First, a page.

An artist and his company might decide to Cut and Release your Song. They have the artist’s name, the band, the instruments, the tour bus, the profits from playing venues, selling CD’s or downloads, merchandise like hats and t-shirts and pictures and whatever else their fans will buy. They own 100% of their company. They’re not offering you a share of their profits.

Since you’re not making any money with your Song you own 100% of no profit. You still own 100% of your Song.

And now here’s Oprah to offer to share your 100% of no profit: You get 100%! You get 100%! You get 100%!

That was generous of you to share your 100% of no profit. You still own 100% of your Song.

Sharing some percentage of the 100% you do own is your negotiating asset. If someone wants it they might negotiate for that privilege, to get you to make or take a deal, 100% of Publishing Royalties, or some lesser percentage. How badly do they want your Song? How badly do you want a Publisher?

The artist’s company might want a share of Songwriting Royalties. If you just ‘negotiated’ away 100% of Publishing Royalties that 100% of Songwriting Royalties is all you have left, so every share you give up in negotiation cuts into your potential profit. They still own 100% of their Publishing Company, 100% of their Record Label, 100% of their artist, sales of CD’s, hats t-shirts, ticket sales. You didn’t get to trade a share of your company’s 100% Song for a share of their companies’ profits. They might have blackmailed you, saying, “If you don’t give us a share of your company we won’t sing your Song. We won’t get it to market where it CAN earn Royalties. You have 100% of nothing.”

Actually, you only have 100% of no profit. You still own 100% of your Song. That’s your leverage. You have it. They want it. They need it. They’re trying to be in the Publishing business, the Recording business, the Entertainment business, but without YOUR Song they don’t have it to Publish, or Record, or Entertain with. If they don’t want it badly enough to make a deal reasonably favorable to you maybe somebody else will. If you want their artist to do your Song badly enough, maybe you’ll take their deal They’ll try to make a deal favorable to them. You have to try to make a deal favorable to you. What percentage of your ‘company’, your Song, are you willing to give up?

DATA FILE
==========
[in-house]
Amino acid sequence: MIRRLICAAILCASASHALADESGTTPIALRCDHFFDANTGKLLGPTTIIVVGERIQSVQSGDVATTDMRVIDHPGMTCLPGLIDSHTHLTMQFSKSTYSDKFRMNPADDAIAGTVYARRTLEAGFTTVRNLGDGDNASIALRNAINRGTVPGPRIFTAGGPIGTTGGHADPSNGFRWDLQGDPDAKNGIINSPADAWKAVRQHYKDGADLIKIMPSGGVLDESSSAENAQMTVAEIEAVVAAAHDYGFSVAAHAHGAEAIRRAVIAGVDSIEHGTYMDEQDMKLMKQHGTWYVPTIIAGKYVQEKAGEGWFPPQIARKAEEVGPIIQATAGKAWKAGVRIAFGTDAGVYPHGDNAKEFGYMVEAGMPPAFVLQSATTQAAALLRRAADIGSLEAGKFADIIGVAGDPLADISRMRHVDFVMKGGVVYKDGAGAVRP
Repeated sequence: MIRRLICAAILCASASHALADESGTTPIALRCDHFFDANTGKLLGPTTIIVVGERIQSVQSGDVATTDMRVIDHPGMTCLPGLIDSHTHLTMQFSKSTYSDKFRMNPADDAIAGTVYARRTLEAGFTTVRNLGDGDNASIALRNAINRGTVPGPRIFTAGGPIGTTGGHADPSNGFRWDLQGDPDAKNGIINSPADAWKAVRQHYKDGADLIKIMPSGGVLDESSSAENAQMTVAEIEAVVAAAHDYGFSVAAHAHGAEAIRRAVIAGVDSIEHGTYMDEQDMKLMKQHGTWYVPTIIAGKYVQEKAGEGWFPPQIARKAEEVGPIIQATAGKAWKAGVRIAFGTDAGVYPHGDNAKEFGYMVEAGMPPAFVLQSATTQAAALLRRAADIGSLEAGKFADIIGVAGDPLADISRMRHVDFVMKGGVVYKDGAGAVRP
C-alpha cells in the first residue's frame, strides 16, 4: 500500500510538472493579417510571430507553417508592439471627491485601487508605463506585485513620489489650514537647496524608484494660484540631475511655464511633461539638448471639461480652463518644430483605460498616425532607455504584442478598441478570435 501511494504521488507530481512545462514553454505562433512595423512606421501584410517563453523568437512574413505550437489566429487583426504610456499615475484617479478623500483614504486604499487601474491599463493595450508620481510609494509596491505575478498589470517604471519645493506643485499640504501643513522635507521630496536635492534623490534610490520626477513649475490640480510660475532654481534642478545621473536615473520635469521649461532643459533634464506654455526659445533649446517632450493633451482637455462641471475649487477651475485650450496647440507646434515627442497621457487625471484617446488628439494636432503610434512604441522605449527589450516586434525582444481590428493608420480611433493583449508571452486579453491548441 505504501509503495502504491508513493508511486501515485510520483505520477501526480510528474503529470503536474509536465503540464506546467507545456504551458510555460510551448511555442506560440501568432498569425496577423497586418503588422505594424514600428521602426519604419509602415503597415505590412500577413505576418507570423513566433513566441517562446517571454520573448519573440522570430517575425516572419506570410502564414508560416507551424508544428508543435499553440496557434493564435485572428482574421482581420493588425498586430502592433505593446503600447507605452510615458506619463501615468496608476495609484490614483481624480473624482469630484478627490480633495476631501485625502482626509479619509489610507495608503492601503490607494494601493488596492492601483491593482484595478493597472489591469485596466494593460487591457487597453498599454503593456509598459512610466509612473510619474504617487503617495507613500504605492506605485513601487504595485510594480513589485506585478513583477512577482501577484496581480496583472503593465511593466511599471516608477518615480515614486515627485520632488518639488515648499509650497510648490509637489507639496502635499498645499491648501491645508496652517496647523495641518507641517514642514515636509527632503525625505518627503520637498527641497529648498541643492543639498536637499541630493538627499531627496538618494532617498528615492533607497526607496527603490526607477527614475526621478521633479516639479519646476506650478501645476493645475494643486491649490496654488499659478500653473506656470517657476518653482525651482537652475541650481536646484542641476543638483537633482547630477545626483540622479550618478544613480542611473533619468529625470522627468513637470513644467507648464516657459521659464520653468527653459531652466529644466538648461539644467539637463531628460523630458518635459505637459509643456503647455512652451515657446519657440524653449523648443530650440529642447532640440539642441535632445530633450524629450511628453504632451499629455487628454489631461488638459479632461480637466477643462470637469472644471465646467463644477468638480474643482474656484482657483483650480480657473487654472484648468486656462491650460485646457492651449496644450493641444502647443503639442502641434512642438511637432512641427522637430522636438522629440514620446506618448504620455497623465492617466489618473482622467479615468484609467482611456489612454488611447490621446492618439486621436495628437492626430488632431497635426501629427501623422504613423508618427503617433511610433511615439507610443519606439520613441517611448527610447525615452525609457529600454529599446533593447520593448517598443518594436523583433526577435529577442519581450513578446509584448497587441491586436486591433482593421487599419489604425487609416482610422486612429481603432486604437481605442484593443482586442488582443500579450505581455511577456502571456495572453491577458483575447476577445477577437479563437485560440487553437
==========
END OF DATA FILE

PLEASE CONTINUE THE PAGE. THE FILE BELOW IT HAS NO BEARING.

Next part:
Elvis never wrote a Song. Colonel Parker, his manager, made Songwriters give up a share of Songwriting Royalties. You’ll see Elvis listed as a Songwriter on all his stuff. Dolly Parton turned him down for “I Will Always Love You”, because it had already been a big hit. That killed the deal. Elvis would have had a huge hit and Dolly would have made a fortune. Dolly made a fortune anyway. It’s a great Song and everybody paid her for the privilege of using it to promote their artist, their band, their company, without blackmailing her to give up a share of Songwriting Royalties. You ain’t Dolly Parton. You and your Song aren’t a proven commodity.

When hard-copy vinyl and CD sales began to crash the record companies crashed. They always took 100% of profits from record sales, telling artists to go tour and make their money merchandising and from ticket sales. The promotion and distribution connections of the Publishers and Labels got the artists airplay, making them famous, driving people to their shows. When the hard-copy device industry crashed with digital sales and the public ‘burning’ recordings for their friends those companies came back and started negotiating with artists for a share of ticket sales and merchandising.

You decide. How badly do you want to make a deal? You decide. The 100% of nothing argument is blackmail. ‘Give us the Song and no one gets hurt.’ It’s a bully’s argument. If you believe in your Song and have the legs to shop it around to other ‘consumers’, other artists, publishers, record labels, maybe you could make a better deal with someone else. You decide. If you aren’t ambitious enough to try to find another ‘buyer’ maybe you should take the one deal you’re offered. It was hard enough just to get one offer. If they get it to market your remaining share, 50%, 33 and 1/3%, whatever deal you signed your name to, might be enough to satisfy your needs. Or they might earn a lot of money with what their companies sell AND a share of your money, and your share is great anyway. You decide. 100% of no profit is not the same as 100% of YOUR Song. http://www.copyright.gov Educate yourself. Your company needs an educated owner.